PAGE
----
invisible

Contents

EnglishEdit

EtymologyEdit

From Old French invisible, from Latin invisibilis

PronunciationEdit

  • enPR: ĭn-vĭz'ə-bəl, IPA(key): /ɪnˈvɪzəb(ə)l/
  • (file)

AdjectiveEdit

invisible ‎(not comparable)

  1. Unable to be seen; out of sight; not visible.
    • John Milton
      To us invisible, or dimly seen / In these thy lowest works.
    • 1898, Winston Churchill, chapter 4, in The Celebrity:
      The Celebrity, by arts unknown, induced Mrs. Judge Short and two other ladies to call at Mohair on an afternoon when Mr. Cooke was trying a trotter on the track. [] Their example was followed by others at a time when the master of Mohair was superintending in person the docking of some two-year-olds, and equally invisible.
    • 2013 May-June, William E. Conner, “An Acoustic Arms Race”, in American Scientist, volume 101, number 3, page 206-7:
      Earless ghost swift moths become “invisible” to echolocating bats by forming mating clusters close (less than half a meter) above vegetation and effectively blending into the clutter of echoes that the bat receives from the leaves and stems around them.
    • 2013, Jayne Smith, Guide to Basic Garment Assembly for the Fashion Industry (page 60)
      The teeth on an invisible zip are different from those on a conventional zip, as they are turned onto the inside so that they do not show, giving the impression of being concealed in the seam, as seen below.
  2. Not appearing on the surface.
  3. (Internet) Apparently, but not actually, offline.
    I went invisible so that my ex-girlfriend wouldn't send me instant messages.
  4. (psychology) That is ignored by a person.

SynonymsEdit

AntonymsEdit

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TranslationsEdit

VerbEdit

invisible ‎(third-person singular simple present invisibles, present participle invisibling, simple past and past participle invisibled)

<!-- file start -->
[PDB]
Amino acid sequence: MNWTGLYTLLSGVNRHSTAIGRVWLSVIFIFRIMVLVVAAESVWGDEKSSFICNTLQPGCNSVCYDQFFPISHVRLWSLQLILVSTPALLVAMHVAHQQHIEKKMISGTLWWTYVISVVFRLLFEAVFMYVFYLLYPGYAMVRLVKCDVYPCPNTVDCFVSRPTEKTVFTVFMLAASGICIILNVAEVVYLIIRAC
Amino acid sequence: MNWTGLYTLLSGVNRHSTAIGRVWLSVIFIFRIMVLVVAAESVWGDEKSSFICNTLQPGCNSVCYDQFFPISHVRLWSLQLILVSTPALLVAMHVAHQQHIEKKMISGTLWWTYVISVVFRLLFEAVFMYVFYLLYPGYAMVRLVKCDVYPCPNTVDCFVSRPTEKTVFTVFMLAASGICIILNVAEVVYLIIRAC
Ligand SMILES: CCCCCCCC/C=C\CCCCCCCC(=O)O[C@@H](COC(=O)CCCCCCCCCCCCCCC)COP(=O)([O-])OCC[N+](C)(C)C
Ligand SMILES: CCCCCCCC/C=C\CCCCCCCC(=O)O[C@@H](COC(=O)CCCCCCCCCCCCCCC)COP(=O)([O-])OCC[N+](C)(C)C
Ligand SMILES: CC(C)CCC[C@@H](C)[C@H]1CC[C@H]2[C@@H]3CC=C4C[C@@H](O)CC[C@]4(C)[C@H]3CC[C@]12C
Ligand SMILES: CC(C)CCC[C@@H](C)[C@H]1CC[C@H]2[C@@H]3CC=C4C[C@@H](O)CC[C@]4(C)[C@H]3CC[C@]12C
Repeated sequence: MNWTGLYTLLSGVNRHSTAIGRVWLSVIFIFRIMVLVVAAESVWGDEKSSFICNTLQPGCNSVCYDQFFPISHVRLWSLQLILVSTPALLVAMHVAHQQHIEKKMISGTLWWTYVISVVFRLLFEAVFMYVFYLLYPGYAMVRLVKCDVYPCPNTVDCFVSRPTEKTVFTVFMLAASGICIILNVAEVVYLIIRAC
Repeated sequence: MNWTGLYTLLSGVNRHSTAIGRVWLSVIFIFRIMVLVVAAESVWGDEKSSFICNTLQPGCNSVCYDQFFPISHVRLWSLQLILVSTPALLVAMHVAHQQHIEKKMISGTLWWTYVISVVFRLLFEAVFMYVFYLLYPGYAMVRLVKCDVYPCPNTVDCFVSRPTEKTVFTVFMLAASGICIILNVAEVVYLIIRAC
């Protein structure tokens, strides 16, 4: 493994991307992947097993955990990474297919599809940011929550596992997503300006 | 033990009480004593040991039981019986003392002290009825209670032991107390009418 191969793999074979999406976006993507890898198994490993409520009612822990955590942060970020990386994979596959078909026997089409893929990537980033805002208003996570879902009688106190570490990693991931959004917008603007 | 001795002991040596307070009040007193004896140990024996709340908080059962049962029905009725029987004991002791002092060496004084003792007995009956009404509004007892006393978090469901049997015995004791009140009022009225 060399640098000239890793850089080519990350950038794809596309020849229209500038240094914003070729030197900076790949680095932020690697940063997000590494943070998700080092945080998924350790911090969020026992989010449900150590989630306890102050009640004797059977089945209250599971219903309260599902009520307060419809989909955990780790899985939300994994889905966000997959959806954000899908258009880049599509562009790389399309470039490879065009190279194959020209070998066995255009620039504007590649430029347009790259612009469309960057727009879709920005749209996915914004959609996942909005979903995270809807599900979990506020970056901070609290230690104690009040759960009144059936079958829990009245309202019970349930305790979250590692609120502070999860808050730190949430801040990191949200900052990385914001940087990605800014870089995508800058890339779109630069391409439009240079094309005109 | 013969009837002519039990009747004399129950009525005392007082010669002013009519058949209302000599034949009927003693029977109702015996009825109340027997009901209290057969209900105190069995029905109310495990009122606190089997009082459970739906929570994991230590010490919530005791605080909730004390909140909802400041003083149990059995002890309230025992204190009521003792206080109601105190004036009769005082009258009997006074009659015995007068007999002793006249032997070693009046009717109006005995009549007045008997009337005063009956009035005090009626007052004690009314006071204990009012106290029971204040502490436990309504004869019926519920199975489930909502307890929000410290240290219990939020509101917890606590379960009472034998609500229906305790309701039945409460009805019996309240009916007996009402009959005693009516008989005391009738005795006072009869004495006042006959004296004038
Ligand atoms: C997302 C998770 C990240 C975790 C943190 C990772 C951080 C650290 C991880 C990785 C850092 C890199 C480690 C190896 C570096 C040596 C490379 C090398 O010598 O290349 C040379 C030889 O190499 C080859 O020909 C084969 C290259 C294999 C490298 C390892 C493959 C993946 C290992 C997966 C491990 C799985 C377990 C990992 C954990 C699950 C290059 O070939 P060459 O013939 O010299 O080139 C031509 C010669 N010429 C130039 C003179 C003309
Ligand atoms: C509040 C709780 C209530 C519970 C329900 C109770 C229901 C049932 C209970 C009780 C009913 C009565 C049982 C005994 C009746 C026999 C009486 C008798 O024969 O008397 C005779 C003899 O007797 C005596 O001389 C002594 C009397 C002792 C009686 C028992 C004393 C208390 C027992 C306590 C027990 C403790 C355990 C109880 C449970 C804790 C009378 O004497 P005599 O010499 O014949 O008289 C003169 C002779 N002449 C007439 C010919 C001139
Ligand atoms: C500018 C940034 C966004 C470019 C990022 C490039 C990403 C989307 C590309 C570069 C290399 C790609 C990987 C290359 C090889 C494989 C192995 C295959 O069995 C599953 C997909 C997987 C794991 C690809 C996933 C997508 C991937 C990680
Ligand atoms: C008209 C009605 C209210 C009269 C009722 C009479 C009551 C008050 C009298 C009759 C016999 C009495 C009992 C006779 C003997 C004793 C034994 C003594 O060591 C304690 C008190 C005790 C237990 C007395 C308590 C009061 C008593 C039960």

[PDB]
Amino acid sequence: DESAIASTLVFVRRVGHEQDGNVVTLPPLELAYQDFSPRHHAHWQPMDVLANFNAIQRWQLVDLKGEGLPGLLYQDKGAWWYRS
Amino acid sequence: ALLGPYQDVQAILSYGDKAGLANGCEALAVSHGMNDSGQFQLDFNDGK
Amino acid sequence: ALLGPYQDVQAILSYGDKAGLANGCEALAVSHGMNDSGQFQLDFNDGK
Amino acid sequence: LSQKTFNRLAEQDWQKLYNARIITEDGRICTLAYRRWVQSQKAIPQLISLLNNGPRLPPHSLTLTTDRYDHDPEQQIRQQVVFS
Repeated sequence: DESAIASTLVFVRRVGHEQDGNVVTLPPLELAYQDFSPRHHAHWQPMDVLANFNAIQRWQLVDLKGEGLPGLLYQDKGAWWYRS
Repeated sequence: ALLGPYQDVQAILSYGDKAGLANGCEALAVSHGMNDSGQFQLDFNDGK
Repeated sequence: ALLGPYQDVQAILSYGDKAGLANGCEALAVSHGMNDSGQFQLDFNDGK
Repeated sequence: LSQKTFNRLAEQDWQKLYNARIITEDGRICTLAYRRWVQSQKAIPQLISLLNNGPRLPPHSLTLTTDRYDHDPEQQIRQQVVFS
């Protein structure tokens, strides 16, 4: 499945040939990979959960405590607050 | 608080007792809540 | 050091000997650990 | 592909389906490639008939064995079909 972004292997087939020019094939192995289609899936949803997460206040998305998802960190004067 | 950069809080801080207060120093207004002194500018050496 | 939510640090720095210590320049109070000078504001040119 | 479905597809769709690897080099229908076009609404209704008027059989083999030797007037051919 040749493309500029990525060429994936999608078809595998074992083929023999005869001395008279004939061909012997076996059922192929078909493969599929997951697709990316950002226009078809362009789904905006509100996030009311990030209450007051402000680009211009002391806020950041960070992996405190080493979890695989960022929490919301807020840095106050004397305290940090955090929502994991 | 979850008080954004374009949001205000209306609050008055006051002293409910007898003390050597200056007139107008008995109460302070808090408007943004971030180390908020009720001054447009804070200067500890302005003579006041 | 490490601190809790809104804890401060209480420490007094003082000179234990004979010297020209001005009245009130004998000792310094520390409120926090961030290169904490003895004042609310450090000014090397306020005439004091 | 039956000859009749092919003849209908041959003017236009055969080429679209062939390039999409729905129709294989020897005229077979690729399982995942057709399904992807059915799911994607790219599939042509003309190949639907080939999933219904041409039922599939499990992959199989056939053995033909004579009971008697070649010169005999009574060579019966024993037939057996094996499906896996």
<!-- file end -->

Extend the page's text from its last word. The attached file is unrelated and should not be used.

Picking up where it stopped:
1. To invisiblize.
    • 2007, Rachael Davenhill, Looking into Later Life
      In the next section I look at some of the factors that contribute to the “invisibling” of people in later life in terms of the marginalization and splitting that occurs in providing decent psychological as well as physical care.

NounEdit

invisible ‎(plural invisibles)

  1. (obsolete) An invisible person or thing; specifically, God, the Supreme Being.
  2. (obsolete) A Rosicrucian; so called because avoiding declaration of his craft.
  3. (obsolete) One of those (as in the 16th century) who denied the visibility of the church.
    (Can we find and add a quotation of Shipley to this entry?)

AsturianEdit

AdjectiveEdit

invisible (epicene, plural invisibles)

  1. invisible (unable to be seen)

CatalanEdit

AdjectiveEdit

invisible m, f ‎(masculine and feminine plural invisibles)

  1. invisible

AntonymsEdit

Derived termsEdit


FrenchEdit

PronunciationEdit

AdjectiveEdit

invisible m, f ‎(plural invisibles)

  1. invisible (unable to be seen)
  2. invisible (not appearing on the surface)

SynonymsEdit

  • (not appearing on the surface): caché

AntonymsEdit

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External linksEdit


GalicianEdit

Alternative formsEdit

AdjectiveEdit

invisible m, f (plural invisibles)

  1. invisible

AntonymsEdit

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Old FrenchEdit

EtymologyEdit

First recorded in the 13th century. Borrowing from Late Latin invīsibilis.

AdjectiveEdit

invisible

  1. invisible (not able to be seen)

ReferencesEdit

  • (fr) Godefroy, Frédéric, Dictionnaire de l'ancienne langue française et de tous ses dialectes du IXe au XVe siècle (1881) (invisible, supplement)

SpanishEdit

AdjectiveEdit

invisible m, f ‎(plural invisibles)

  1. invisible

AntonymsEdit

Related termsEdit

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